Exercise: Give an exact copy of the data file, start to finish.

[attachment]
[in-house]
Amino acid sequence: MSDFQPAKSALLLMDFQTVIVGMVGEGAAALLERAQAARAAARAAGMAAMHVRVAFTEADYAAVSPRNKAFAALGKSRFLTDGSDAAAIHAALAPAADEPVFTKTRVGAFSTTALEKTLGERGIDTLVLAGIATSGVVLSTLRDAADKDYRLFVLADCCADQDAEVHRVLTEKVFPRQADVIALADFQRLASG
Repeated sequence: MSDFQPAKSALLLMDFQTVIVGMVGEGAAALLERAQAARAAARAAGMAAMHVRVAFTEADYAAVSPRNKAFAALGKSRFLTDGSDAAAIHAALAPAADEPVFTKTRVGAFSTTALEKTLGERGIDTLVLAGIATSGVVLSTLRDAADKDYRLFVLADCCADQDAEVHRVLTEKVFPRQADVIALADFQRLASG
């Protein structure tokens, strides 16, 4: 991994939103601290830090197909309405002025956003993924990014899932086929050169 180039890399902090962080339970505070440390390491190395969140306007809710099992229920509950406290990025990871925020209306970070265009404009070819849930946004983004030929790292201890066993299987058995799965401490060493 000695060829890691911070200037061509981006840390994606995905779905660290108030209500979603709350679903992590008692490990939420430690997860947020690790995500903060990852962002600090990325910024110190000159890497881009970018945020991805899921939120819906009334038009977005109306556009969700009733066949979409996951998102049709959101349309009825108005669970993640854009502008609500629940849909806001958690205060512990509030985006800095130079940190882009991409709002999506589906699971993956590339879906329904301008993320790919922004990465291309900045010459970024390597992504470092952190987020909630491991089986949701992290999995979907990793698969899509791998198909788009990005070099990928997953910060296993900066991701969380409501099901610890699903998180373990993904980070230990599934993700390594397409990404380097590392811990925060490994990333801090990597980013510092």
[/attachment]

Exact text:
[in-house]
Amino acid sequence: MSDFQPAKSALLLMDFQTVIVGMVGEGAAALLERAQAARAAARAAGMAAMHVRVAFTEADYAAVSPRNKAFAALGKSRFLTDGSDAAAIHAALAPAADEPVFTKTRVGAFSTTALEKTLGERGIDTLVLAGIATSGVVLSTLRDAADKDYRLFVLADCCADQDAEVHRVLTEKVFPRQADVIALADFQRLASG
Repeated sequence: MSDFQPAKSALLLMDFQTVIVGMVGEGAAALLERAQAARAAARAAGMAAMHVRVAFTEADYAAVSPRNKAFAALGKSRFLTDGSDAAAIHAALAPAADEPVFTKTRVGAFSTTALEKTLGERGIDTLVLAGIATSGVVLSTLRDAADKDYRLFVLADCCADQDAEVHRVLTEKVFPRQADVIALADFQRLASG
């Protein structure tokens, strides 16, 4: 991994939103601290830090197909309405002025956003993924990014899932086929050169 180039890399902090962080339970505070440390390491190395969140306007809710099992229920509950406290990025990871925020209306970070265009404009070819849930946004983004030929790292201890066993299987058995799965401490060493 000695060829890691911070200037061509981006840390994606995905779905660290108030209500979603709350679903992590008692490990939420430690997860947020690790995500903060990852962002600090990325910024110190000159890497881009970018945020991805899921939120819906009334038009977005109306556009969700009733066949979409996951998102049709959101349309009825108005669970993640854009502008609500629940849909806001958690205060512990509030985006800095130079940190882009991409709002999506589906699971993956590339879906329904301008993320790919922004990465291309900045010459970024390597992504470092952190987020909630491991089986949701992290999995979907990793698969899509791998198909788009990005070099990928997953910060296993900066991701969380409501099901610890699903998180373990993904980070230990599934993700390594397409990404380097590392811990925060490994990333801090990597980013510092």